Awesome New Yorker cover.
Awesome New Yorker cover.
As Greg Sargent noted, Republicans will continue to talk about this stupid “tax” thing, because they know that ObamaCare is awesome and they have no intention to talk about all the goodies in it. “Tax” is the new “Death Panel”, and we can’t let this happen. The media will do as ordered by Koch, but we can fight back and we don’t have to play this game. For start, we can make sure that we show this video to someone at least once a day:
I fully expect more and more stories like this:
I am a registered Republican, and never voted for a Democratic president. I am prepared to vote for President Obama for his reelection and here’s why.
I support Obama in his efforts to change this about our healthcare system. I have had insurance, I have not had a period of time over the last 10 years where I have not had insurance. I have been with BCBS for at least two years, and now they are writing down that they will not cover “any disease or disorder relating to a thyroid gland”.
Good stuff from Bill Scher in the NYT, under the headline “How Liberals Win”:
…Roosevelt may be remembered for his combativeness toward corporations; he famously said, “I welcome their hatred.” But he said that in 1936, only after key New Deal legislation had passed with the help of the United States Chamber of Commerce and the American Bankers Association.
Early on, Roosevelt was quite adept at bargaining with corporations. In his first 100 days, to attract corporate support for the National Industrial Recovery Act, he won collective bargaining, minimum wages and maximum hours in exchange for a temporary suspension of antitrust law, so businesses could fix prices. To establish the Securities and Exchange Commission in 1934, he made concessions to Wall Street that scrapped statutory requirements in favor of regulatory flexibility. The following year, to allow the Federal Reserve to better conduct monetary policy, he gave bankers representation on the policy committee.
The necessity of forging coalitions with corporations is understandably difficult for progressives to accept. Every time it happens, corporations seem to quickly go back to their usual tricks. They lobby to weaken enforcement. They litigate to have rules overturned. They abandon politicians who risked compromise for them. Corporations are exasperating, irritating and untrustworthy partners.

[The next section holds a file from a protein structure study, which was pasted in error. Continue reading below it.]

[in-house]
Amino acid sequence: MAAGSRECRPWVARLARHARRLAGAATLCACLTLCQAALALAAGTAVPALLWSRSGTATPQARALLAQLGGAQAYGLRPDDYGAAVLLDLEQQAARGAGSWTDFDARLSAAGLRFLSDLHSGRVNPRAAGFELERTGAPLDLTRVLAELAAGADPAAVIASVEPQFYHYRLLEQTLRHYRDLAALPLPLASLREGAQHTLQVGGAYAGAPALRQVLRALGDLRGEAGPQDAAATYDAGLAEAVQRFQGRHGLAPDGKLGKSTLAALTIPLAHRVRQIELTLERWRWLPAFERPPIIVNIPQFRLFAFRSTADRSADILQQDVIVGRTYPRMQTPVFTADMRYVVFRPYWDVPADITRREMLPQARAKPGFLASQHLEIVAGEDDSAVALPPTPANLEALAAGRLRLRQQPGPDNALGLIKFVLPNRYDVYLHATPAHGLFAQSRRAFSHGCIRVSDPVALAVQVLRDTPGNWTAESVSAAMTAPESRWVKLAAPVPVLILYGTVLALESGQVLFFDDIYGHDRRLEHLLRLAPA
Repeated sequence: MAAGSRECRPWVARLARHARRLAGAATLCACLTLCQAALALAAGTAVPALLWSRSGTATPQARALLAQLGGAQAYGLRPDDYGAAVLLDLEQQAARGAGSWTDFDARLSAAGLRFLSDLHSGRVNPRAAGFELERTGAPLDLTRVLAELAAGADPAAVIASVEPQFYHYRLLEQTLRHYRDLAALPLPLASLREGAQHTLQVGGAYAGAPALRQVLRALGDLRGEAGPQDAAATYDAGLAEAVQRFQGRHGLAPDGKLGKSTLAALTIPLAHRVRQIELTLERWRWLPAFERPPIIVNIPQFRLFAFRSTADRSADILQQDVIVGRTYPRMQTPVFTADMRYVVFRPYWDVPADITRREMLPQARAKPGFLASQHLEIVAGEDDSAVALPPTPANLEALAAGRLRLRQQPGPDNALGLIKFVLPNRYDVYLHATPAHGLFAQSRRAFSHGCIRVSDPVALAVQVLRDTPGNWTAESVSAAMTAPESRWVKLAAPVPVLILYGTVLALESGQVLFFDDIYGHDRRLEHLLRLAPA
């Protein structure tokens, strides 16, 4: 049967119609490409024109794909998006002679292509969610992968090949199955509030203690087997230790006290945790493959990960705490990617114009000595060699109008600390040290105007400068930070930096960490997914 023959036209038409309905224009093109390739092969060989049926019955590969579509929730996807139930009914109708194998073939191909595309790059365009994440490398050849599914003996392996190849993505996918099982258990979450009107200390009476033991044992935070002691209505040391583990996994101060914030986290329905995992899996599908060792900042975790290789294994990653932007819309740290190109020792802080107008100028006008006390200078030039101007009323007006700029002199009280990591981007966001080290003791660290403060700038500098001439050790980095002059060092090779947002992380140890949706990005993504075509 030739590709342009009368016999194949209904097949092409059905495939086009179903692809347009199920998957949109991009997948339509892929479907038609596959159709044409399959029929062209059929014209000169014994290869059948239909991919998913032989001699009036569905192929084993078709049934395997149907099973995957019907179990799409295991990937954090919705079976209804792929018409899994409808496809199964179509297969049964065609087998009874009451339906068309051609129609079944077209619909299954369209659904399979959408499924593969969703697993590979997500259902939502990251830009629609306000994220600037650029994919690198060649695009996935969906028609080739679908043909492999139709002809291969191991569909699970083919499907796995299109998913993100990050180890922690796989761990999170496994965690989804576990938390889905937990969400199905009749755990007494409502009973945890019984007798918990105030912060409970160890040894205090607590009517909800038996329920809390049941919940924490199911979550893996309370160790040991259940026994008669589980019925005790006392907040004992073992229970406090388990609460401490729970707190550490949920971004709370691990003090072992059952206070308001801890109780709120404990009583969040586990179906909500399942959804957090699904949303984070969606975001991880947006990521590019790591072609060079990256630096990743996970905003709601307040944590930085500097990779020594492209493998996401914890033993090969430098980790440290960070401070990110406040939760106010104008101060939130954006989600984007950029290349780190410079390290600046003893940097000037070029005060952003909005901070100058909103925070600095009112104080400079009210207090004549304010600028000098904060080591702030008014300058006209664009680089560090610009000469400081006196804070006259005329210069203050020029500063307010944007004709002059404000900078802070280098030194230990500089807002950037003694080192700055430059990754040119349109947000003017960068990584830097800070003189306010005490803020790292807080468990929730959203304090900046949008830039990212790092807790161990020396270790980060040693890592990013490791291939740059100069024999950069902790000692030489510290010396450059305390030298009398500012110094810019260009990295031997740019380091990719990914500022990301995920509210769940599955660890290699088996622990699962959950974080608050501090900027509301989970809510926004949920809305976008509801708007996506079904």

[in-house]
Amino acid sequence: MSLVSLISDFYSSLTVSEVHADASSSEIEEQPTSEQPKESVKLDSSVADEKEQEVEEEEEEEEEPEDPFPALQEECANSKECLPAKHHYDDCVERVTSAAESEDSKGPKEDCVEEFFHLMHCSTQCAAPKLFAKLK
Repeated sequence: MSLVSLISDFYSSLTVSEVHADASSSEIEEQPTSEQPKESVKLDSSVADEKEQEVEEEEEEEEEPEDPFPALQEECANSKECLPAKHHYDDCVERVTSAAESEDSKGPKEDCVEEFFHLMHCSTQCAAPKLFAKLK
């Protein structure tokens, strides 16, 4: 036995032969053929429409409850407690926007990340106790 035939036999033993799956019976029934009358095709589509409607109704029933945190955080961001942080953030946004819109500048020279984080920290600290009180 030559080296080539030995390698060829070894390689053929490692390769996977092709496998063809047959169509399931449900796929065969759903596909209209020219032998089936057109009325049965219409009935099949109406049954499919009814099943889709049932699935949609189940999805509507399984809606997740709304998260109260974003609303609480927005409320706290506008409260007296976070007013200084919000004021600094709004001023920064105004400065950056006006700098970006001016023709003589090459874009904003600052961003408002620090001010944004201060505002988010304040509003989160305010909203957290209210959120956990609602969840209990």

But most of the time politics is exasperating and irritating, not euphoric and cathartic. As Roosevelt himself told a group of dissatisfied youth activists in 1940, “if you ever sit here you will learn that you cannot, just by shouting from the housetops, get what you want all the time.”
As much as Roosevelt enjoyed pugnacity, he also understood its limits. Because Mr. Obama heeded this lesson of liberal history, there was a health care law for the Supreme Court to uphold.
This is one of the less-watched and most-brilliant web ads that OFA produced until now. A long time Republican firefighter turned into a real, proud Obot. It is just too good to stay small. I’m sure that there are many many more Republicans like this guy out there, they just need to see the light. Let’s help them.
Super read from the NYT about the place of Barack Obama and Obamacare in our history.
What the Supreme Court’s decision does do is preserve Mr. Obama’s status as the president who did more to expand the nation’s safety net than any since Johnson. It preserves a bill intended to push back against rapidly rising income inequality. And for a self-consciously historic figure, it allows Mr. Obama to argue that he has delivered on the most cherished goal of his 2008 campaign: “Change we can believe in.”
“Historians will compare this to F.D.R.’s Social Security and Lyndon Johnson’s Medicare,” said the historian Robert Dallek, who has written about both presidents. “This is another step in humanizing the American industrial system.”
In political terms, said Douglas G. Brinkley, a professor of history at Rice University, “It’s the cornerstone of what could turn out to be one of the most extraordinary two-term presidencies in American history.”
Beyond his legislative agenda — not just on health care, but on education and Wall Street regulation — Mr. Obama has sketched out a view of government as a force for good, a great leveler and a protector of the middle class. That view stands in stark contrast to the Republican mantra, articulated by Reagan, who headed in the opposite direction in his first inaugural address, saying that “government is not the solution to our problem; government is the problem.”